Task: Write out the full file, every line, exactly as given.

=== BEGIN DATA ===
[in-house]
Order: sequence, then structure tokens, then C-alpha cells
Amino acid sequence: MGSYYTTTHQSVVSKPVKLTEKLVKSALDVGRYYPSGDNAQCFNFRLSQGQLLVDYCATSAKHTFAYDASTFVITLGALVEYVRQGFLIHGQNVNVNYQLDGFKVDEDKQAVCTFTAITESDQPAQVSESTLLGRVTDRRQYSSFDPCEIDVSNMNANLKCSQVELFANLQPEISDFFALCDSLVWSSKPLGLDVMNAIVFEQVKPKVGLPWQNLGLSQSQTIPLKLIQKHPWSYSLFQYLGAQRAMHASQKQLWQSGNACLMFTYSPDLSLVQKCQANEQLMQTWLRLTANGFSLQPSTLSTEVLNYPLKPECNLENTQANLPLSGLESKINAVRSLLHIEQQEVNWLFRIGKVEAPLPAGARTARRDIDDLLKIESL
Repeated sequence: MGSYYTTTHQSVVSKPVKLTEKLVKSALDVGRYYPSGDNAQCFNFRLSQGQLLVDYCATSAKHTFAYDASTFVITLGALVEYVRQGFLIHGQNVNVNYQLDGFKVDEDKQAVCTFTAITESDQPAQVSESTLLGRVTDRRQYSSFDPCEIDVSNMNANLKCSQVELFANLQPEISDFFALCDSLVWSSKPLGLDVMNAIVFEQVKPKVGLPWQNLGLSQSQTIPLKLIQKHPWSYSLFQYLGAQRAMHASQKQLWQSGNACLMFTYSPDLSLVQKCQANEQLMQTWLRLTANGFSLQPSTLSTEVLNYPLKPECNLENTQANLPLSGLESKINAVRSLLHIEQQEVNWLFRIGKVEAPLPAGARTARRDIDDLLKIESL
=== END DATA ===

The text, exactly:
[in-house]
Order: sequence, then structure tokens, then C-alpha cells
Amino acid sequence: MGSYYTTTHQSVVSKPVKLTEKLVKSALDVGRYYPSGDNAQCFNFRLSQGQLLVDYCATSAKHTFAYDASTFVITLGALVEYVRQGFLIHGQNVNVNYQLDGFKVDEDKQAVCTFTAITESDQPAQVSESTLLGRVTDRRQYSSFDPCEIDVSNMNANLKCSQVELFANLQPEISDFFALCDSLVWSSKPLGLDVMNAIVFEQVKPKVGLPWQNLGLSQSQTIPLKLIQKHPWSYSLFQYLGAQRAMHASQKQLWQSGNACLMFTYSPDLSLVQKCQANEQLMQTWLRLTANGFSLQPSTLSTEVLNYPLKPECNLENTQANLPLSGLESKINAVRSLLHIEQQEVNWLFRIGKVEAPLPAGARTARRDIDDLLKIESL
Repeated sequence: MGSYYTTTHQSVVSKPVKLTEKLVKSALDVGRYYPSGDNAQCFNFRLSQGQLLVDYCATSAKHTFAYDASTFVITLGALVEYVRQGFLIHGQNVNVNYQLDGFKVDEDKQAVCTFTAITESDQPAQVSESTLLGRVTDRRQYSSFDPCEIDVSNMNANLKCSQVELFANLQPEISDFFALCDSLVWSSKPLGLDVMNAIVFEQVKPKVGLPWQNLGLSQSQTIPLKLIQKHPWSYSLFQYLGAQRAMHASQKQLWQSGNACLMFTYSPDLSLVQKCQANEQLMQTWLRLTANGFSLQPSTLSTEVLNYPLKPECNLENTQANLPLSGLESKINAVRSLLHIEQQEVNWLFRIGKVEAPLPAGARTARRDIDDLLKIESL